Near the end of the race I am a total maniac
At the finish line no one knows it took me an hour longer than I’d forecast
The 2018 Eden Project Marathon playlist: 1. The Cult – She Sells
Sanctuary 2. Bronski Beat – Smalltown
Boy 3. Lou Reed – A Perfect Day
Driving down into the clay pit, wicked weather flexes monstrous muscles. Winds wail, rain spews and still vested joggers mill about and chatter excitedly about what is to come. From the dryer, warmer side of the car window, I am struck by humanity’s madness.
I embarked upon a challenge: to allow just three months to train for a three-hour marathon, with Eden as the venue. Even before the announcer mentions flash floods, a wooden bridge that might be in use and the small mountain that must be crested, I know this will remain as an ambition.
Then again, Icarus flew too close to the sun, and no one can blame him for that.
Cruising but holding back, gravity is on my side on the first downhill mile. It feels good, awakening an energy when one feels they can give more but don’t need to.
On to the first clay trail. [Three minutes, 17seconds into track 1] “. . . heyy yeeaahh! heyy yeaaahh . . . ”
Dodging stones, puddles, tree roots, I am Daniel Craig in Layer Cake. Cruising, not in a sensible RS6 but on two feet, up Helman Tor. Floating from reality, I look down on myself, ascending the Tor. I imagine myself smiling. Tumbling down the other side, I’m on to a naturethemed monorail: uneven marshy greenery surrounds a narrow boggy trench, filled with weeks of rainfall.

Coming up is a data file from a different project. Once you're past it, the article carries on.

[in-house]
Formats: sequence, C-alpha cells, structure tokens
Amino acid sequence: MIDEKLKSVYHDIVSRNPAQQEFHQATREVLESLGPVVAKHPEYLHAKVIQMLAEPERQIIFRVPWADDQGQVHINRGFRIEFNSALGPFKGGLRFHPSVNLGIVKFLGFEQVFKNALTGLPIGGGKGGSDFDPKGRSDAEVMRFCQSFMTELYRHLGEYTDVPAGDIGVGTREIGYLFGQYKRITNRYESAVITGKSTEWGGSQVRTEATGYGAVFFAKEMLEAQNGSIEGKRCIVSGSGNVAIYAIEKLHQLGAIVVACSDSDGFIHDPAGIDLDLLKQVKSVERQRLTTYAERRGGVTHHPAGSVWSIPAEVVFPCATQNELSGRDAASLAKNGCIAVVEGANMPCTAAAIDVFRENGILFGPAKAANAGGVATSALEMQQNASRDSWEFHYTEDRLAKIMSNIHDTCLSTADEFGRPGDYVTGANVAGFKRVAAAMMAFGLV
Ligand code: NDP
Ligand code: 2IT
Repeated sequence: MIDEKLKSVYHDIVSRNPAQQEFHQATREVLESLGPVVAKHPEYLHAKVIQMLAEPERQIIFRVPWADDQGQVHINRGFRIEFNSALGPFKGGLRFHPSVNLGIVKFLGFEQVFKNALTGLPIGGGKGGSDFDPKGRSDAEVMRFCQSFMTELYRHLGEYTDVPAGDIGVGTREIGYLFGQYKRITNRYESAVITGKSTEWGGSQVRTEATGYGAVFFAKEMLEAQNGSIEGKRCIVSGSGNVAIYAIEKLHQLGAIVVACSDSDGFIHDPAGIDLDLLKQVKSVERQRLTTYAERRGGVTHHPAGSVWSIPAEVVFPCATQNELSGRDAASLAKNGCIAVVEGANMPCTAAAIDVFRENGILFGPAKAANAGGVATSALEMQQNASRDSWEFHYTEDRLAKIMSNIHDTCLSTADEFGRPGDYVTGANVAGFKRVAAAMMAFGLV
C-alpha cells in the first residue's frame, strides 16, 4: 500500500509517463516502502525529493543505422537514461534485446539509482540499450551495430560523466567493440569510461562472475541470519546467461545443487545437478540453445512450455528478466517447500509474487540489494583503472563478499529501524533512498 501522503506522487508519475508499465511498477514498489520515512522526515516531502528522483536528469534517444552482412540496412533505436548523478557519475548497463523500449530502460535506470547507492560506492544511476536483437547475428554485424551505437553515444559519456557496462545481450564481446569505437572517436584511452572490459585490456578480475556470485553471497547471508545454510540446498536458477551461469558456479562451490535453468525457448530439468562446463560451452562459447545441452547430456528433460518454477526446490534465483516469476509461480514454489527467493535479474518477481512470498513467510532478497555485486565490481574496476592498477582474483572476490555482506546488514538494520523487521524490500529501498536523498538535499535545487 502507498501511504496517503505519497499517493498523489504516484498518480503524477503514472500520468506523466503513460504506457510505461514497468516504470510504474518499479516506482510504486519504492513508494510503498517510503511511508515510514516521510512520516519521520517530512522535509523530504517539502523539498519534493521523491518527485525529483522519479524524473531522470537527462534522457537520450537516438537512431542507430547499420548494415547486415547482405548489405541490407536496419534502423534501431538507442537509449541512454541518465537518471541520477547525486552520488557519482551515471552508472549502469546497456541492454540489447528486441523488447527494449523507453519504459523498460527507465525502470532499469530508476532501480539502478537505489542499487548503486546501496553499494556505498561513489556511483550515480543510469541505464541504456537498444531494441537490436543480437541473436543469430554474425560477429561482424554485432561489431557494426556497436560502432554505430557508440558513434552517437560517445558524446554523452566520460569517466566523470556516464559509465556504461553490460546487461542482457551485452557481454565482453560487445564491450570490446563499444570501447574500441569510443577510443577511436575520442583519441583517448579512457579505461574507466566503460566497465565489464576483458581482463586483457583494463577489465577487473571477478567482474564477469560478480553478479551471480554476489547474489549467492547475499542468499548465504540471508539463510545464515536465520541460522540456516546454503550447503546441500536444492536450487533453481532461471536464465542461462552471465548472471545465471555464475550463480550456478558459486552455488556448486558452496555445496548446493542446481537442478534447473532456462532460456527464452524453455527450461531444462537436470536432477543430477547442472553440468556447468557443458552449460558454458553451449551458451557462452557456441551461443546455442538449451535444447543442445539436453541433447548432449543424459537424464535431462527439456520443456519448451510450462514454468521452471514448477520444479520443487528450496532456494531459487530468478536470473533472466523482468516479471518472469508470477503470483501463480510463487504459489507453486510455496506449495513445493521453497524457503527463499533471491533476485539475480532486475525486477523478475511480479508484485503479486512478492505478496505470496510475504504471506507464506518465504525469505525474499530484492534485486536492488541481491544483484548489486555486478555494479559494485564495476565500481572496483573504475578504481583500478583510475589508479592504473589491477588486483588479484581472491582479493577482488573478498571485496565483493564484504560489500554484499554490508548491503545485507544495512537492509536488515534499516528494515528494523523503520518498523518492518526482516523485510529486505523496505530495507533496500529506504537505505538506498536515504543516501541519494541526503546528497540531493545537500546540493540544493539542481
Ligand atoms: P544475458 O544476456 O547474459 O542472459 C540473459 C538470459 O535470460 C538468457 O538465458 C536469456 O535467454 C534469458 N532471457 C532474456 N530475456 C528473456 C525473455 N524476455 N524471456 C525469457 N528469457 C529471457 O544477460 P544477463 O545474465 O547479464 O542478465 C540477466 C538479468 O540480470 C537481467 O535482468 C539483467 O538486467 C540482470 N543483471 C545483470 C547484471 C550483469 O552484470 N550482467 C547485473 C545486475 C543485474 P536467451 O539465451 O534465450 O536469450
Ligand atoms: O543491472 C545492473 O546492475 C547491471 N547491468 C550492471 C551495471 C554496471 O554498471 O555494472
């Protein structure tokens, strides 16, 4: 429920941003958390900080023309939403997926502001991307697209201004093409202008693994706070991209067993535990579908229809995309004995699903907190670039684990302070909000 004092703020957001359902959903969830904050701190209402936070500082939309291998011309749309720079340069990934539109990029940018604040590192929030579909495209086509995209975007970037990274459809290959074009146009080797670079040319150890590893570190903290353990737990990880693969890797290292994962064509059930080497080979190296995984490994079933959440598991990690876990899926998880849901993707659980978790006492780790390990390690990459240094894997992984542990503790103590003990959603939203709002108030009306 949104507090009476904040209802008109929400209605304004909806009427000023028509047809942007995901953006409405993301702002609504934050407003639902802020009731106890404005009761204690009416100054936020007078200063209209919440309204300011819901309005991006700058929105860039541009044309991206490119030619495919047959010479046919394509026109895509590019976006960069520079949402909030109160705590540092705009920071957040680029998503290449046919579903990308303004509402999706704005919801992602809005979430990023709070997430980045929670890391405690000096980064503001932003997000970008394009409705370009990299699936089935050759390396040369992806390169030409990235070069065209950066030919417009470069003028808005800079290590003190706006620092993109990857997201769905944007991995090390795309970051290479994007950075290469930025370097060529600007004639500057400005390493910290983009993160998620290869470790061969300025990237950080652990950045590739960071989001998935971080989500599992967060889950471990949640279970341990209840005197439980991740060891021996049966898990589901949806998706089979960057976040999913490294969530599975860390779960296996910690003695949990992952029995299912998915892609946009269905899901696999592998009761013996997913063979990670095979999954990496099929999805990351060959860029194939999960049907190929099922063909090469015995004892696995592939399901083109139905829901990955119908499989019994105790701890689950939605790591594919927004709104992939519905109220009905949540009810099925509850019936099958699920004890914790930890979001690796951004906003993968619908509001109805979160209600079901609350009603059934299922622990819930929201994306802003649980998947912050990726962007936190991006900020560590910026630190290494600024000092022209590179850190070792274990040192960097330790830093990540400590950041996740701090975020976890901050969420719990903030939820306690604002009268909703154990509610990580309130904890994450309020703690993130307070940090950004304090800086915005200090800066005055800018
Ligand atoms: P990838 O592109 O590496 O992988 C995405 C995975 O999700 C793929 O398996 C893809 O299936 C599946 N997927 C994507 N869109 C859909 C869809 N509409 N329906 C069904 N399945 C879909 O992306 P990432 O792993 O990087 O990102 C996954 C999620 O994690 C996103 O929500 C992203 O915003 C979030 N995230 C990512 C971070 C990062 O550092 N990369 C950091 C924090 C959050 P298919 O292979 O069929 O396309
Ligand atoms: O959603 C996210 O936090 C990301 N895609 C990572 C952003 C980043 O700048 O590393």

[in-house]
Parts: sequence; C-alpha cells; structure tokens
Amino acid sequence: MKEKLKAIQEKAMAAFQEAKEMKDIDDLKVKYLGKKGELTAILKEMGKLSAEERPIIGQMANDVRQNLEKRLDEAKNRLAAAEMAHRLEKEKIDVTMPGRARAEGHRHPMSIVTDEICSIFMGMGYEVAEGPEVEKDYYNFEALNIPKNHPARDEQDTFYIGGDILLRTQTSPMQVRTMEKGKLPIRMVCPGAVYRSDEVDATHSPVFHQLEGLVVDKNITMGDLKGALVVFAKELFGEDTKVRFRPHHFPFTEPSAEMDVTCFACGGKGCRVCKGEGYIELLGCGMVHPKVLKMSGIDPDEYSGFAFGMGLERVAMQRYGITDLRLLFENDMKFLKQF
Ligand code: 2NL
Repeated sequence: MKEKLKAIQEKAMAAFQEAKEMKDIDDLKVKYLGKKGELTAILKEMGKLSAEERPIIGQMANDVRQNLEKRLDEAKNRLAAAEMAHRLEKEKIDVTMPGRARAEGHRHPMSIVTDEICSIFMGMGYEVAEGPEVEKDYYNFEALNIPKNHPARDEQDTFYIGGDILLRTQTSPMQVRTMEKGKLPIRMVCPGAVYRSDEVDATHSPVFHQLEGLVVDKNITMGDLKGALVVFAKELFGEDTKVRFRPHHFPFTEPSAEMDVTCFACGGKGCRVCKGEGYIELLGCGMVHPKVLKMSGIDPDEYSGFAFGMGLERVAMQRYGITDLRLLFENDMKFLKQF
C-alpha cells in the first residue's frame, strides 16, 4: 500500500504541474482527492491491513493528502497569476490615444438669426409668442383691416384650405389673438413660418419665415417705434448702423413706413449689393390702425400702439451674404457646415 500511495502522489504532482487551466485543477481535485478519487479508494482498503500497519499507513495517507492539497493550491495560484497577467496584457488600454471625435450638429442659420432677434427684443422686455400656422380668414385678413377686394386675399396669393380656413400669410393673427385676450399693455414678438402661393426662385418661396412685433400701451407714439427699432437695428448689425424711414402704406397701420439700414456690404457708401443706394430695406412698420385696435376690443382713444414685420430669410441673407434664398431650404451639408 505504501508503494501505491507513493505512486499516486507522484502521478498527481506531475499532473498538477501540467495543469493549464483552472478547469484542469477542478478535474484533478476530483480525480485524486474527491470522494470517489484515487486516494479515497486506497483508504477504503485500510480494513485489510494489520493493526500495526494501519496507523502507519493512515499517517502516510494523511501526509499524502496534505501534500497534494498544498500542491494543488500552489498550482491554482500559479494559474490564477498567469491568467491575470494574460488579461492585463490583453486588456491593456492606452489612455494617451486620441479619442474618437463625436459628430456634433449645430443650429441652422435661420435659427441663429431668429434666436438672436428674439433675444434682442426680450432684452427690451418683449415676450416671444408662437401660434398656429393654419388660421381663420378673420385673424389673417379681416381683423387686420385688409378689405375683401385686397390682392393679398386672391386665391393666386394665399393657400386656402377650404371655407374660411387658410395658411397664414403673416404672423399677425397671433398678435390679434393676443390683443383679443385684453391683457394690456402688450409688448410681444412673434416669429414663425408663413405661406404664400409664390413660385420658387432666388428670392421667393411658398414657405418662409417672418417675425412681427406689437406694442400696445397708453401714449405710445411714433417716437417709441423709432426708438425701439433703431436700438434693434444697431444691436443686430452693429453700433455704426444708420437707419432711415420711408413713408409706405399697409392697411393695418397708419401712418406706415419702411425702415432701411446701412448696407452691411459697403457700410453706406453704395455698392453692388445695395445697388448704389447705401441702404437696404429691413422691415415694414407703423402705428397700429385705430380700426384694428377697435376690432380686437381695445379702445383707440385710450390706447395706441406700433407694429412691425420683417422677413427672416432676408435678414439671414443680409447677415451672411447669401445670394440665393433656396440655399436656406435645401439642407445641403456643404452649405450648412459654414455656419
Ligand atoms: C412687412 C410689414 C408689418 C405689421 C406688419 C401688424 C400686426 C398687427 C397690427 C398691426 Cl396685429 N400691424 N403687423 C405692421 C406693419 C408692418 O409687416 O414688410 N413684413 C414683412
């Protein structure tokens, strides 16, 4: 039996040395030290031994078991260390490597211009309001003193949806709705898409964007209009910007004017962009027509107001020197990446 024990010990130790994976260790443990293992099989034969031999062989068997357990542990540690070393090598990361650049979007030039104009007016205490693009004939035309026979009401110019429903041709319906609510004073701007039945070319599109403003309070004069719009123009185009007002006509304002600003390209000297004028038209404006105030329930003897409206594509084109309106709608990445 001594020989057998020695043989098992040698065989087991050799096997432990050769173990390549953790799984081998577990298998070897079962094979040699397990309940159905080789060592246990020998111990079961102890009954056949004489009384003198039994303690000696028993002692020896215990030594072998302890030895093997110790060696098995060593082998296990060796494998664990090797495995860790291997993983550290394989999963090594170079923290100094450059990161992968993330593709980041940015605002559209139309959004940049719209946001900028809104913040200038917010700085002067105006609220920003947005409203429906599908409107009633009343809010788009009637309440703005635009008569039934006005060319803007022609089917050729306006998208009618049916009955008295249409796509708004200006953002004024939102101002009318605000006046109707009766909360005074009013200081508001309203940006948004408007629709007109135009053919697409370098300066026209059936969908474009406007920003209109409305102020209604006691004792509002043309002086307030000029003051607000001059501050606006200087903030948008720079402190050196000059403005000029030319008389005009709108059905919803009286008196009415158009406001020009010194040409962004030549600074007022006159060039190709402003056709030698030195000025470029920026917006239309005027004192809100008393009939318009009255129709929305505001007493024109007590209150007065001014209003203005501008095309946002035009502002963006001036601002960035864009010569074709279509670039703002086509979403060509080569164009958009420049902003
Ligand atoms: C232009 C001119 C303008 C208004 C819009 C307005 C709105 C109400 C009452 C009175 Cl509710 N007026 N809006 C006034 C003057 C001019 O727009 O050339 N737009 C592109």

Continuing to smile, perspective starts to flicker. A realist’s sour view starts to leak into dilated eyes, from a lightening head. No runners in front or behind, I am alone. Cornish countryside’s deathly silence begins to dissolve into . . . synthesisers? “De-dum, de-dum-dum, de-dum, de-dum-dum . . . ” Seeping through sodden hedges, sung by passing trees. Daniel Craig is dead. He was a hallucination. Is this an imagining also? “. . . runaway, turn away, runaway, turn away, runaway . . . ” Grasping on to sanity, I learn the Bronski boys sing from a drinks station jukebox. Slopping water in and around my mouth, I enter the twenties of my Eden Project Marathon, with mind still in my control. “Just a perfect day . . .” Mile one tumbled into two, making three zoom on to five. But in marathons the odometer always sticks. At Eden mile 22 did not come, but 21.1, .15, .2...
Descending towards Eden’s Biomes and finish; crumbling roads gnaw at shoe soles; dragging them closer to the ground, slowing down time. “You just keep me hanging on, You just keep me hanging on...”
I am humbled
The end can be smelled but not seen. Now a total maniac, my soul separates: I witness an empty runner following spinning paths to the finish, a sight to bring me back to childhood, following a coin
I absorb the fact that I have just conquered the feat only my mind was telling me I couldn’t do
down spiralled lines into the black hole at the bottom of a donation box. Where did that generosity really go to, was it any use?
Passing parents and girlfriend metres before the finish, just present to see me on this stretch, I am humbled. Welcomed to the finish with a valiant cheer, none of the crowd knows who I am. A handful may have read my diaries, but no one will know this inept hooligan completing the course in four hours six minutes is the same scoundrel who has spent the past three months writing about how he is to complete it in three. They cheer, regardless.
Medalled and moved on, I perch on a grassy verge, alone. Looking up at the sky, transformed to a perfect blue from the morning grey, grass tickles filthy, exhausted legs. Oscillating cheers of a phenomenal finish-line crowd resonate around the site.
Closing eyes, I absorb the fact that I have just conquered the feat only my mind was telling me I couldn’t do. “You’re going to reap just what you sow . . . ”